While Congress debates more funding, Olmsted construction presses onJan 23, 2014 05:04 PM
A URS pile-drive crew approaches a dive barge working on the Olmsted Locks and Dam project. In the background is a catamaran barge, which is used to transport precast sill shells.
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On a pleasant morning in August, Jon Leite, a diver with Global Diving & Salvage, entered the Ohio River between Cairo, Ill., and Paducah, Ky., and disappeared into what is arguably the most scrutinized project on America’s inland river system.
The word eternity rises to describe the timeline of the Olmsted Locks and Dam project, begun in 1997 to replace the aging and crumbling locks 52 and 53, built in the 1920s. Originally expected to be completed in 2008, new projections put completion in 2020 — or 2024 if you include demolishing the existing locks.
From a viewpoint above the site, the scene below resembles a Hollywood set with monolithic equipment looking like temples to the God, Aqua. The new lock structures look like elongated moats straddled by a castle emboldened with the medieval insignia of the Army Corps of Engineers (USACE).
Nick Finney, a supervisor with Global Diving & Salvage, demonstrates the pile and sheet interlocking system at the multi-billion-dollar construction site near Paducah, Ky.
Over-budget Hollywood epics pale in comparison to the cost overruns of the Olmsted project. Originally estimated to cost about $775 million, it is now projected to cost $3.1 billion when it is finished. However, weather, river conditions and funding fluctuations — issues that are in part blamed for the delays and cost explosion of the past — are still there for the project to contend with in the future. But the main culprit has been identified as the construction process adopted by the Corps to build the dam.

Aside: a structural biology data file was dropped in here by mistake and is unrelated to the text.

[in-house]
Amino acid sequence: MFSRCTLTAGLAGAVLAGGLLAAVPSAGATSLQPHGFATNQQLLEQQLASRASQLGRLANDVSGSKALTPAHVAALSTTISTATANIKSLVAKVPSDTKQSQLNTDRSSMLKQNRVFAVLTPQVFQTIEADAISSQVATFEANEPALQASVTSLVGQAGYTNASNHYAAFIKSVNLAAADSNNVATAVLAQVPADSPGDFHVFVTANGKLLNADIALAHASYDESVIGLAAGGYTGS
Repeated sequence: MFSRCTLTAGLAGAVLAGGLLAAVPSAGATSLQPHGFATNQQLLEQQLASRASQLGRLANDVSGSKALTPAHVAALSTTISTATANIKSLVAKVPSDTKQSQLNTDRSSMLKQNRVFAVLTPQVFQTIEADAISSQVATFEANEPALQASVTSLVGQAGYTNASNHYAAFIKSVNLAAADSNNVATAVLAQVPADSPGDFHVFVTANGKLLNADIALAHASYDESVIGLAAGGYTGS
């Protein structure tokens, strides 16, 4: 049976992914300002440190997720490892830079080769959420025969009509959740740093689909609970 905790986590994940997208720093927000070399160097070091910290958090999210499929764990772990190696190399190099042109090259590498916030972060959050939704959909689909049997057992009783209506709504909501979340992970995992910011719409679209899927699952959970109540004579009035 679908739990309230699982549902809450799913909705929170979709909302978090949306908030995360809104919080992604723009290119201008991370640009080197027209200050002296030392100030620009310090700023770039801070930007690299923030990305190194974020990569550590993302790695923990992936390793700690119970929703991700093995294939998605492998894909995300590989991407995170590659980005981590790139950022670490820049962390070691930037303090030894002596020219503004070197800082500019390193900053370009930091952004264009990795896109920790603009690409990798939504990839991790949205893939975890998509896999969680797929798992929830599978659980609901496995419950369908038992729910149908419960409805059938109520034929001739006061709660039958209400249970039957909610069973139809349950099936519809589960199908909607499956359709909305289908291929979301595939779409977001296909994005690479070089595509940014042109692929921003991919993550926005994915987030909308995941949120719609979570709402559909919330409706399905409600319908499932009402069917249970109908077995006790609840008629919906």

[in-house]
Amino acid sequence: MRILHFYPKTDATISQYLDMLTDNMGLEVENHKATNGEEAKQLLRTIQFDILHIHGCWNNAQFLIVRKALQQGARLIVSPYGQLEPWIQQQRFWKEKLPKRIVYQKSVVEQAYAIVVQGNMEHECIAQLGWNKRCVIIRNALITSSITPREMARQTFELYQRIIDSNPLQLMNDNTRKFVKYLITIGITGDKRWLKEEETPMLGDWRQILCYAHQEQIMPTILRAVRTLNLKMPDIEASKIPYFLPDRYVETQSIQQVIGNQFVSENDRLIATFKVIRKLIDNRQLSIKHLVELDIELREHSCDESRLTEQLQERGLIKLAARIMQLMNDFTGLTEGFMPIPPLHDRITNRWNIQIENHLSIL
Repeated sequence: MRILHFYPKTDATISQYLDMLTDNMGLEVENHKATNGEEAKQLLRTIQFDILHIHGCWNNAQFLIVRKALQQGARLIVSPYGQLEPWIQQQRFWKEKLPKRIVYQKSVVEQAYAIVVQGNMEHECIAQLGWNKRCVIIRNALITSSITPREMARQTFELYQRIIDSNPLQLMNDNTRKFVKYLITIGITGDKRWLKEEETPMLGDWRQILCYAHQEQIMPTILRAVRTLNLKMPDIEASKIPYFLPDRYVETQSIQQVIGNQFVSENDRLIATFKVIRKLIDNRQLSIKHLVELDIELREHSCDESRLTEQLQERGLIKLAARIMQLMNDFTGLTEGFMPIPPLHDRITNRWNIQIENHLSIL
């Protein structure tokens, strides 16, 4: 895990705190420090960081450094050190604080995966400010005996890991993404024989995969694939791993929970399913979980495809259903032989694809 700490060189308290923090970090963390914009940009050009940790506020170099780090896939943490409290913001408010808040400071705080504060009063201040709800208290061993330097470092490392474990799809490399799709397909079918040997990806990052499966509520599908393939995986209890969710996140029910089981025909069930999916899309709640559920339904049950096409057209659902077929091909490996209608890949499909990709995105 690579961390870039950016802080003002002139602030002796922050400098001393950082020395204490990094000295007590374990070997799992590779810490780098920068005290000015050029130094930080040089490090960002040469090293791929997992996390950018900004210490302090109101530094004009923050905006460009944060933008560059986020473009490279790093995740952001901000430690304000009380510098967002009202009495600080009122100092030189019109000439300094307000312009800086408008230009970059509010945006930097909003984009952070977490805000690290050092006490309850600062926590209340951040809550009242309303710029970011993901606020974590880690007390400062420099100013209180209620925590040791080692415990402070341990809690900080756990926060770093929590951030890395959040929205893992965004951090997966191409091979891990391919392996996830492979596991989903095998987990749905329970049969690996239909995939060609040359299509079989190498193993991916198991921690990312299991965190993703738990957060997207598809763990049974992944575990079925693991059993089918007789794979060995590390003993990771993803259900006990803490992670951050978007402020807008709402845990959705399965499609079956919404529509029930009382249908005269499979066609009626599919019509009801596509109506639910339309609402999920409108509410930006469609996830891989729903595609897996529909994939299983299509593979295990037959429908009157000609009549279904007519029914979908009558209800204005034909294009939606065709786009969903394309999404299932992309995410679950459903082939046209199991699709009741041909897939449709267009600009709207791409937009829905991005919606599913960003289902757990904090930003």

According to the USACE, the old locks are the highest-tonnage locks in the nation’s barge transportation system, rendering the replacement project necessary despite the ever-increasing cost. The deteriorating structures needed constant and expensive maintenance and repair. As a temporary measure during the ’60s and ’70s, the lock chambers were lengthened from 600 feet to 1,200 feet to accommodate the larger tows that theretofore were required to lock through twice, a process that creates tow backups and drives up the cost of barge transportation.
The locks portion of the project, consisting of two 110-by-1,200-foot lock chambers located along the Illinois shoreline, was completed by the Corps in 2002. Idle, they await the dam, a structure that, when complete, will consist of five Tainter gates and a 1,400-foot navigable pass and wicket dam. A Tainter gate, named for structural engineer Jeremiah Tainter, is a radial arm floodgate. URS, an international engineering and construction company, was contracted in a joint venture with Alberici Constructors to construct the dam.
Stilling Shell 5 is attached to the transport frame and on its cradle.